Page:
This book isn’t only for moms. Whether you’re worried that you won’t be able to hang out with your daughter in the same way once she enters puberty, or if you’re the dad who emails me knowing all the seventh-grade girl drama in her class, you—like almost all dads—want to be emotionally engaged with your children and do best by your daughter.

If you read only one paragraph in this book, make it this: Never forget or dismiss that your perspective can help your daughter. Just because you were never a girl, don’t know what a menstrual cramp feels like, and have never liked talking for hours about other people’s lives doesn’t mean you’re clueless or useless. I know lots of dads feel rejected and pushed aside when their little girl suddenly dismisses them with “You just wouldn’t understand.” But in reality, this is an opportunity for you to become a genuinely cool dad. I don’t mean you let her get away with stuff, side with her against her other parent, or drive her wherever she wants. I’m talking about the dad who patiently waits around until she wants to talk—and then listens without being judgmental, who isn’t afraid to look foolish or show his emotions, who shares the “boy perspective,” who holds her accountable when necessary, and who’s able to communicate his concerns without coming across as controlling and dogmatic.

Even if you’re dying to warn your daughter off every boy who walks through your door, remember that if you come across as the crazy, control-freak, doesn’t-have-a-clue father, she’ll stop talking to you. Your job is to show her that relationships with men (of any degree) should be based on mutual respect and care.

BELIEVE IT OR NOT, YOUR DAUGHTER STILL WANTS YOU IN HER LIFE

Your daughter craves privacy, and your very presence feels like an intrusion. You feel you have so much to offer her. After all, you’ve been through the changes she’s experiencing, and you think your advice will help. Although this privacy war is natural, it creates a big problem. Girls often see you as intrusive and prying, which equals bad; her peers are involved and understanding, which equals good. When I ask girls privately what they need most from their parents, they tell me they want their parents to be proud of them. You may be really worried that she’s shutting herself up in her room all day or look at her in the middle of an argument when she’s screaming that she hates you and think there’s no way you can get through to her, but you can and will if you learn to see the world through her eyes.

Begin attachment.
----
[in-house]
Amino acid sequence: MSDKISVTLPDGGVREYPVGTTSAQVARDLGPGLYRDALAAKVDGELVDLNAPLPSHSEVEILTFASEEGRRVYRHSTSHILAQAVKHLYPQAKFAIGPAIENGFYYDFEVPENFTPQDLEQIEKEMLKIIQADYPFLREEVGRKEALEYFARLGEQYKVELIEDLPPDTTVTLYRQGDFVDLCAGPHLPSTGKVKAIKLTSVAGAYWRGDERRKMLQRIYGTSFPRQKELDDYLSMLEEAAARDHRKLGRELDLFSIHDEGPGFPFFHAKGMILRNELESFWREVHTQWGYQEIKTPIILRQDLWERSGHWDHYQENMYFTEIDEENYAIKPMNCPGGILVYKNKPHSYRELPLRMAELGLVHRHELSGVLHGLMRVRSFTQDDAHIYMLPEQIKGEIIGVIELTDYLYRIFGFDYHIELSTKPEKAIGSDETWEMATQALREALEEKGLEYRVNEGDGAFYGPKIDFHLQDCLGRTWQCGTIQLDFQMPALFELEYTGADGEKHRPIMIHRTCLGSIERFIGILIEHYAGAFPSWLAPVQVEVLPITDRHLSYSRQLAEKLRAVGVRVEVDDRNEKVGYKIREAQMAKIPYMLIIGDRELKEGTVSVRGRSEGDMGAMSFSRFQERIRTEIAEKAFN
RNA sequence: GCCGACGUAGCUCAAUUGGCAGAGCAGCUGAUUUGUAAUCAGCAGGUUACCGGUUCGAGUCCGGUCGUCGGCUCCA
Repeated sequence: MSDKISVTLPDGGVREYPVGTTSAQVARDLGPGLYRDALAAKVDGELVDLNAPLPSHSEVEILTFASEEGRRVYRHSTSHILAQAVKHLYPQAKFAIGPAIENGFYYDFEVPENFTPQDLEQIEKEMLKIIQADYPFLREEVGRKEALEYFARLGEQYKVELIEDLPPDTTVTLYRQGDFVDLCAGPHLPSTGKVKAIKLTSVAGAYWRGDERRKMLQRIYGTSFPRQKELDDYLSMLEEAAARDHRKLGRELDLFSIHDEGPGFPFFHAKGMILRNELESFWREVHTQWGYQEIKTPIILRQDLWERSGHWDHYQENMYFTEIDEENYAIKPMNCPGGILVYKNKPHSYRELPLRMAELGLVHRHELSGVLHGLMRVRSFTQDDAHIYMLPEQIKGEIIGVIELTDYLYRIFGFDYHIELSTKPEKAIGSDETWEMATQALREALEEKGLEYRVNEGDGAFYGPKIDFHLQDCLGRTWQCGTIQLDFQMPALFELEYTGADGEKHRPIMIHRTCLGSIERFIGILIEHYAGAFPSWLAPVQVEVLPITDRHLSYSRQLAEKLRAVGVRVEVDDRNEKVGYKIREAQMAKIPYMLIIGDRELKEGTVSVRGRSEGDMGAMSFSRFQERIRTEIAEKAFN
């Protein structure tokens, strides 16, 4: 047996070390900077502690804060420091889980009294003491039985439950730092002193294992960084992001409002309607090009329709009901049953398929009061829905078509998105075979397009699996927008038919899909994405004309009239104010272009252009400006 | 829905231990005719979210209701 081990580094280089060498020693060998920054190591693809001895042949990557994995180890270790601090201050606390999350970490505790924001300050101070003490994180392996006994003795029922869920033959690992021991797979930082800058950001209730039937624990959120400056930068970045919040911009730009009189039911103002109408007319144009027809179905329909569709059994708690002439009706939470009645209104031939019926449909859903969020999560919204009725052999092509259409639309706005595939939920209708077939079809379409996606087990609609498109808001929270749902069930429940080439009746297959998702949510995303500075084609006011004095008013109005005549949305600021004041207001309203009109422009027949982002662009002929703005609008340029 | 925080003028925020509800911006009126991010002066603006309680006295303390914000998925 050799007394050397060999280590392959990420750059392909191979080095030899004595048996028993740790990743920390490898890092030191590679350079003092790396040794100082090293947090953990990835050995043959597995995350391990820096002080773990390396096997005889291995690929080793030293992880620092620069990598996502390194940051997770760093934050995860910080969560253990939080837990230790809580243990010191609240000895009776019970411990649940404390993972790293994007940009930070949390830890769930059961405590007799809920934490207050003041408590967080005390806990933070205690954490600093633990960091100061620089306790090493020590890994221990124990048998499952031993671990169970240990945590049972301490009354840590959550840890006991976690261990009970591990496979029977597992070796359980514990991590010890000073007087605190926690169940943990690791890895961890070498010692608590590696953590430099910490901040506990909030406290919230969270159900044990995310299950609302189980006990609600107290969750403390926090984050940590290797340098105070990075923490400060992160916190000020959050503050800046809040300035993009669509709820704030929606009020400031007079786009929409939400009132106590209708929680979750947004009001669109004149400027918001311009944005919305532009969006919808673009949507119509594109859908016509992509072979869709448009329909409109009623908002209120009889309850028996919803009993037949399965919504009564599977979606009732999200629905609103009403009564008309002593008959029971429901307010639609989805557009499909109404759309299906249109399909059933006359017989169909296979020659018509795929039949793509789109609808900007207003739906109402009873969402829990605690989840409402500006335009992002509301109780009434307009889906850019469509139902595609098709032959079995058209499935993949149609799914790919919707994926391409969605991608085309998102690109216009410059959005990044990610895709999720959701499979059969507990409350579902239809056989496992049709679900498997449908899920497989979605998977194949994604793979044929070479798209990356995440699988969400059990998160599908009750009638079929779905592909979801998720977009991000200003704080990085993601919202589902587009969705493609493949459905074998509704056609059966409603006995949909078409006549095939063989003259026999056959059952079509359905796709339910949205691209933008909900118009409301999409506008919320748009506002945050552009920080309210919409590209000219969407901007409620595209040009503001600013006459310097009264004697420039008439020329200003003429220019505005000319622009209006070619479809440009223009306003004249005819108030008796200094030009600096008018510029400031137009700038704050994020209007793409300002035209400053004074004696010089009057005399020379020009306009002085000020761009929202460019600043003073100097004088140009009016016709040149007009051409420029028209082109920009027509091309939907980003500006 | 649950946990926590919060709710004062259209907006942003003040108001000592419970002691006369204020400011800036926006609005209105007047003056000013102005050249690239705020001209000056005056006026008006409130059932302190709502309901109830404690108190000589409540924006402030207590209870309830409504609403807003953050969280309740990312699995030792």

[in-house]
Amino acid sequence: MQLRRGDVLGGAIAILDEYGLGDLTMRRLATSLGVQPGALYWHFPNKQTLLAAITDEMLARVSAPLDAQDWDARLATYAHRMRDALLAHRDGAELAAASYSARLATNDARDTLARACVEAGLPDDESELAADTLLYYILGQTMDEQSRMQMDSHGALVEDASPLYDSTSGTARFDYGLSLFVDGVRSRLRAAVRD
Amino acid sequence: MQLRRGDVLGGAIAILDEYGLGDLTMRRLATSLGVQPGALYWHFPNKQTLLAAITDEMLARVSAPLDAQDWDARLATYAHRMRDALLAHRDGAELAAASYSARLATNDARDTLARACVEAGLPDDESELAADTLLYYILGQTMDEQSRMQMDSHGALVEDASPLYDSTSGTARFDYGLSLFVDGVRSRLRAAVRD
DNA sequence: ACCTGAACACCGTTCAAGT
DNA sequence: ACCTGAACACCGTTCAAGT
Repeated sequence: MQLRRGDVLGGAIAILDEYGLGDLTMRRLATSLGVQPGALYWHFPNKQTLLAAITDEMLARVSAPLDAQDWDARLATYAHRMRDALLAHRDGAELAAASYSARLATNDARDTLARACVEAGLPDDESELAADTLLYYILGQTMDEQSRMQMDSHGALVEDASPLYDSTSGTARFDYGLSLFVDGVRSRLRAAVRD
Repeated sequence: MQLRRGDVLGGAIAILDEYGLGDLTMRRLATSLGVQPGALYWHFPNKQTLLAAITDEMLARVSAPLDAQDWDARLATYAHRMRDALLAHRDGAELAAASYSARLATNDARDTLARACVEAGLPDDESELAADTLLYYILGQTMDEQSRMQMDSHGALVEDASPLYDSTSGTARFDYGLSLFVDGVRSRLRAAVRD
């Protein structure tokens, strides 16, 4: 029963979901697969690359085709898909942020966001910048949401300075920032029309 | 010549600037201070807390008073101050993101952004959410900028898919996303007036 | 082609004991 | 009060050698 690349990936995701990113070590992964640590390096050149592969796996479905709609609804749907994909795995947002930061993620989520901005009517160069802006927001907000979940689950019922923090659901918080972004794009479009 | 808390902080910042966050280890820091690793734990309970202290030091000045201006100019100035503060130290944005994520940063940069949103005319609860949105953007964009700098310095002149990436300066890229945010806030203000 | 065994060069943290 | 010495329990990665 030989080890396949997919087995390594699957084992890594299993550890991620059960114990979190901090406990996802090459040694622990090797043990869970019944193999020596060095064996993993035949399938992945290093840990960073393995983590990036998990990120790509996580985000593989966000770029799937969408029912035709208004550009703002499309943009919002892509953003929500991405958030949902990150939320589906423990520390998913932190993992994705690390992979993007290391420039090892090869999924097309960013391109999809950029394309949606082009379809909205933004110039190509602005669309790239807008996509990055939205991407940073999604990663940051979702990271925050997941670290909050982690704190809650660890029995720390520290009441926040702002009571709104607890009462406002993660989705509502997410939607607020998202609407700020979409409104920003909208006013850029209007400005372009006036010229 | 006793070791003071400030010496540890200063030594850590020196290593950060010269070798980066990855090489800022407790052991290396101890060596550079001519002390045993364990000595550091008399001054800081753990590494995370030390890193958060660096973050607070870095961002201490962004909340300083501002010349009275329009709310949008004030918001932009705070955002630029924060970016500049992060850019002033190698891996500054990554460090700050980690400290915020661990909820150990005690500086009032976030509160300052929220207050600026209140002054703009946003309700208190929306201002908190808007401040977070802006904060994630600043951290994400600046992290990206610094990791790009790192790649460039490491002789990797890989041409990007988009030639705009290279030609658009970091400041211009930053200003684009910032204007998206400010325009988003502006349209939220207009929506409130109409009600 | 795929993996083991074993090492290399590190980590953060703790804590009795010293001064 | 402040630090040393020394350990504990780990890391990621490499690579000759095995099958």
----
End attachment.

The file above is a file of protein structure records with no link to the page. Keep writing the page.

Parents don’t realize that their children look up to them. When I know that deep in my mother and father’s hearts they really don’t agree with what I’m doing, that really hurts.

—Eve, twelve

I know I should listen to my parents, even if they’re wrong.

—Abby, sixteen

 

Reprinted from QUEEN BEES AND WANNABES: HELPING YOUR DAUGHTER SURVIVE CLIQUES, GOSSIP, BOYS, AND THE NEW REALITIES OF GIRL WORLD Copyright © 2002, 2009, 2016 by Rosalind Wiseman. Published by Harmony Books, an imprint of the Crown Publishing Group, a division of Penguin Random House, LLC.

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Kid-friendly Videos about Puberty!

Free Puberty Videos To Watch With Your Kids

Videos about Puberty!

I’m willing to let you outsource some of your kids’ sex education – not all of it – just some of it. Watch ‘em yourself first to make sure they jibe with your values.

Inside Puberty: What are the Stages of Puberty?

What is Puberty? Decoding Puberty in Girls

All About Boys Puberty

And just for you (maybe you should start with these ones – they are pretty motivating):

Kids Explain How Babies are Made.

Parents Explain The Birds and the Bees – Episode 1: All Kids


Yes! I want to join over 10,000 other smart parents who learn how to talk to their kids about sex!

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Kid-friendly Videos About Sex and Making Babies!

Free Sex Ed Video List

Kid-friendly Sex Ed Videos

I’m willing to let you outsource some of your kids’ sex education – not all of it – just some of it. Watch ‘em yourself first to make sure they jibe with your values.

Videos about Sex and Making Babies!

The True Story of How Babies Are Made – Book: How A Baby is Made
Based on the original book ” How a Baby is Made” written and illustrated by Per Holm Knudsen.

How Pregnancy Happens
Staring a penis and a vulva. Seriously. It’s pretty hysterical and kinda graphic, but in a good way. Sorta.

How Sperm Meets Egg
Science! You’ll have to explain how the sperm gets into the woman’s body. This is really cool.

 And just for you (maybe you should start with these ones – they are pretty motivating):

Kids Explain How Babies are Made.

Parents Explain The Birds and the Bees – Episode 1: All Kids


Yes! I want to join over 10,000 other smart parents who learn how to talk to their kids about sex!

Get Me That Newsletter!

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Smartphone Equals Pornphone. Just saying.

smartphone equals pornphone

The best age to give your child a smartphone

It’s the question for the modern age — when is it ok to get your kid a phone — smart or otherwise? As with just about every other parenting issue, it really is up to you, your family and your values.

Here’s my advice with regard to the phone thing. Remember! This is MY advice. Do what you think makes the most sense for your family.